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Schlock & Awe: BLOOD AND BLACK LACE

Schlock & Awe: BLOOD AND BLACK LACE

My love of Mario Bava‘s filmography has a lot more to do with the way he made horror films than it does with the fact that they are horror films. There’s an immense care for light, shadow, color, score, and overall mood surrounding the horrific; even if the scary bits tend to be especially brutal, they’re nevertheless beautiful in their own way. Each shot, a kind of macabre painting.

No film in his catalog exemplifies this more than his 1964 magnum opus, Blood and Black Lace (Italian title Sei donne per l’assassino or Six Women for the Murderer). And just as the title suggests, this proto-slasher movie lines up its victims and delivers on that horrible promise.

While Bava certainly made a fair amount of supernatural or occult horror films, as well as quite a few other types of films, it was his contribution to the giallo that remains his most important. Those films are characterized by their sumptuous color schemes, horrific and visually arresting set-piece murders, and often completely incoherent plot. Blood and Black Lace only features two of these, actually having quite a straightforward and believable plot. It’s something straight out of an Agatha Christie novel for the nihilist set: a group of young models is systematically attacked and murdered by a man dressed in black with a white, featureless mask as he attempts to obtain a diary which has damning secrets of everyone else in the Fashion House where the action takes place.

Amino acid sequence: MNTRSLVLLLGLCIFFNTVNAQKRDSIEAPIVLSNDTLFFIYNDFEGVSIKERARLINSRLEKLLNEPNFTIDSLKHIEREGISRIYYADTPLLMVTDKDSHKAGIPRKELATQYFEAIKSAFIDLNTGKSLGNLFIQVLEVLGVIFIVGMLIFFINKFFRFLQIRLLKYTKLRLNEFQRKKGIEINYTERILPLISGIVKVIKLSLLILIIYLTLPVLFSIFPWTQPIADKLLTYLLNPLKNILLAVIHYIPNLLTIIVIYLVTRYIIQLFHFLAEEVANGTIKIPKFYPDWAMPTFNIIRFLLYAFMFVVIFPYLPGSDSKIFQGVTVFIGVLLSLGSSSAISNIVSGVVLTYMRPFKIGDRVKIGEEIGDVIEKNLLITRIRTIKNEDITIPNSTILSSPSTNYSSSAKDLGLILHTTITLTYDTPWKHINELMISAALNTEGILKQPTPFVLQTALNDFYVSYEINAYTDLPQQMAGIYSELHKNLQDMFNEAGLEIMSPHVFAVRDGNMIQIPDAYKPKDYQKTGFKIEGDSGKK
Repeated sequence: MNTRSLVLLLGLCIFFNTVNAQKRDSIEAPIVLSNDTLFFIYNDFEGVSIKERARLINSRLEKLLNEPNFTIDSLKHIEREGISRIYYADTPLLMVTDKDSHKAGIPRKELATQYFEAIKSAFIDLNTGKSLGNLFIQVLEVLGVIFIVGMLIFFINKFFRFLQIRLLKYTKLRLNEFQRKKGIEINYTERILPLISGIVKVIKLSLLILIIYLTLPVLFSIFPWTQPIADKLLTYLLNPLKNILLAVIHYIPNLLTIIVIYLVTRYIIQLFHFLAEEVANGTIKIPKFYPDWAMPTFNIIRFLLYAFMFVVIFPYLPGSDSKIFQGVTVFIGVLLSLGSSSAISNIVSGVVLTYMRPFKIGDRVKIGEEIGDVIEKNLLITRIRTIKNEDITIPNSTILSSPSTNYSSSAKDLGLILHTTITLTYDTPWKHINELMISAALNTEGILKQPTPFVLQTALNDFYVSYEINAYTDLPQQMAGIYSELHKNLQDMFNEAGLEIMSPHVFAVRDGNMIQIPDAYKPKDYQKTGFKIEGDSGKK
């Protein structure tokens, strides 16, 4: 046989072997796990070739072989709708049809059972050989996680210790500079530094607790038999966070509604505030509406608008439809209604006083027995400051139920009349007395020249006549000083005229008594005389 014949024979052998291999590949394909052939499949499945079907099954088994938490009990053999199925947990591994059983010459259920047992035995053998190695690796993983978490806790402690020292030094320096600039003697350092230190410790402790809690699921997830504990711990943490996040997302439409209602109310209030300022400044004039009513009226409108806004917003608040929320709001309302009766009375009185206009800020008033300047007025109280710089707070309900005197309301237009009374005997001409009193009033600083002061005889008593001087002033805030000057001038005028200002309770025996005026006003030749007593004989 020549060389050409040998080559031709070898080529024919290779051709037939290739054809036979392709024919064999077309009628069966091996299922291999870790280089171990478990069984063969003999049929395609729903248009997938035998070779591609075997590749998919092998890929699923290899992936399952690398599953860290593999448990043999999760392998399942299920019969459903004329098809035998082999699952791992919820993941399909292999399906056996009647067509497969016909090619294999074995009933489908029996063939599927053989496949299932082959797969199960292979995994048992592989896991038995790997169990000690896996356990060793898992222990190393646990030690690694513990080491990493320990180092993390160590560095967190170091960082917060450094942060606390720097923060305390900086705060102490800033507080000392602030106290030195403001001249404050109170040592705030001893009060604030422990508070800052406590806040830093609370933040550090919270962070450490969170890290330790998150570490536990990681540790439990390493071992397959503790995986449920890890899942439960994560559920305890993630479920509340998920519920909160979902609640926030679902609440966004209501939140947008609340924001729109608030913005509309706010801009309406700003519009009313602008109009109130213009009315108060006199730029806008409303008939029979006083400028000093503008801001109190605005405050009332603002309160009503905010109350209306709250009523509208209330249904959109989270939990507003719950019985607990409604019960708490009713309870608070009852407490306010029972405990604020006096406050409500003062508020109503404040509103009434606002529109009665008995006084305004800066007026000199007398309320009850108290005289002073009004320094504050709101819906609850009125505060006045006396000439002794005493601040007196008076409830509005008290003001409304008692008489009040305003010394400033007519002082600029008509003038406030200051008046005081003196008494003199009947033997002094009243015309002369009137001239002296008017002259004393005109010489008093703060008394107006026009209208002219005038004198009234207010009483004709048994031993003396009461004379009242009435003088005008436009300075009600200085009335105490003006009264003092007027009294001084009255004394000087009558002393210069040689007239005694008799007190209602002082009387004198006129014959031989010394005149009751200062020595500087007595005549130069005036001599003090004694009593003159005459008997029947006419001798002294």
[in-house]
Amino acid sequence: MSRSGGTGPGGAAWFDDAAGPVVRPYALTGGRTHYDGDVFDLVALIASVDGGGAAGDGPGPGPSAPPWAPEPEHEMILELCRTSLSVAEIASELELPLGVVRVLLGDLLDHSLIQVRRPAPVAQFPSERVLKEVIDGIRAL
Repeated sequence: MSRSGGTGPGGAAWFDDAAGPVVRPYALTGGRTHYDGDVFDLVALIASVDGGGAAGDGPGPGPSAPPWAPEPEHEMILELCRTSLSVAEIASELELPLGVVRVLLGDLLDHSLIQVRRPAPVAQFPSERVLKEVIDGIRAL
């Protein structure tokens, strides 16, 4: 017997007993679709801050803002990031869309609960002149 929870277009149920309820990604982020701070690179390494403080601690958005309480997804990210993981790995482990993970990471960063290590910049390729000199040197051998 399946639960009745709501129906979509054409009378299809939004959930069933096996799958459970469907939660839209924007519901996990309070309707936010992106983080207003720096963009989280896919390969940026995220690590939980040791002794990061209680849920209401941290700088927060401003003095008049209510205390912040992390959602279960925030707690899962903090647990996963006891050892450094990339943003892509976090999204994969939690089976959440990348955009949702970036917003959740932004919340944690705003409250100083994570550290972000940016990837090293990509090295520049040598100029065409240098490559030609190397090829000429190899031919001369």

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The movie begins with a roll-call style opening credits sequence, with each actor given a title card accompanied by slinky, dirty tango music. At this point, we don’t know which of these people will be victims, but we’re pretty sure all or most of them will be suspects, because, as we’ll soon find out, they all have something incriminating written about them in the diary. The American release of the movie curiously removed this sequence in favor of a “scarier” skull image paired with much more typical horror movie music. But there’s something of a parlor room mystery about the movie that benefits from this kind of opening.

Versus

I know which I prefer.

The movie begins during a storm and we see a woman named Nicole meeting with her lover Franco who is desperate for some kind of drug fix. She says she’ll take care of him after her shift at the Fashion House ends. We then see another model, Isabella, leaving the house through the wooded path where she is suddenly beset upon by the masked killer who throws a cord around her neck and strangles her while bashing her face into a tree. It’s a particularly nasty way to start, but it would be by far the least nasty death. He’s looking for this diary of hers, but she doesn’t have it. One dead and nothing to show for it.